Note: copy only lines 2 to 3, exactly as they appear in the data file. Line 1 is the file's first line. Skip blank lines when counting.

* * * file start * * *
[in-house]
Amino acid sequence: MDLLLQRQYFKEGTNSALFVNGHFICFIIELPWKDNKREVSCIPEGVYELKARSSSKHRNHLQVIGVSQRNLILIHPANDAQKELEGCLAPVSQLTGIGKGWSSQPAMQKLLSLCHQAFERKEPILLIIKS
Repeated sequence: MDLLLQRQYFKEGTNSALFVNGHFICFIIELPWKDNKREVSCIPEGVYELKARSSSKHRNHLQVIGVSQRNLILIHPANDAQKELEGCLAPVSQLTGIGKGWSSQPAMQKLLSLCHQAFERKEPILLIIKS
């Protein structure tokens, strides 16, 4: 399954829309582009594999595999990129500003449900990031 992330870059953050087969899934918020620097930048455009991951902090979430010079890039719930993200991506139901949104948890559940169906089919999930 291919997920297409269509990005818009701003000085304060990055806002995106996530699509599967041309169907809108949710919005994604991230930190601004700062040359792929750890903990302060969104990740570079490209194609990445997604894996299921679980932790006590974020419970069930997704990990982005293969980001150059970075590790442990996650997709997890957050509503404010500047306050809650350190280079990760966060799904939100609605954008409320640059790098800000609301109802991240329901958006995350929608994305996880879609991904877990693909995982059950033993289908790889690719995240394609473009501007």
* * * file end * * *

Amino acid sequence: MDLLLQRQYFKEGTNSALFVNGHFICFIIELPWKDNKREVSCIPEGVYELKARSSSKHRNHLQVIGVSQRNLILIHPANDAQKELEGCLAPVSQLTGIGKGWSSQPAMQKLLSLCHQAFERKEPILLIIKS
Repeated sequence: MDLLLQRQYFKEGTNSALFVNGHFICFIIELPWKDNKREVSCIPEGVYELKARSSSKHRNHLQVIGVSQRNLILIHPANDAQKELEGCLAPVSQLTGIGKGWSSQPAMQKLLSLCHQAFERKEPILLIIKS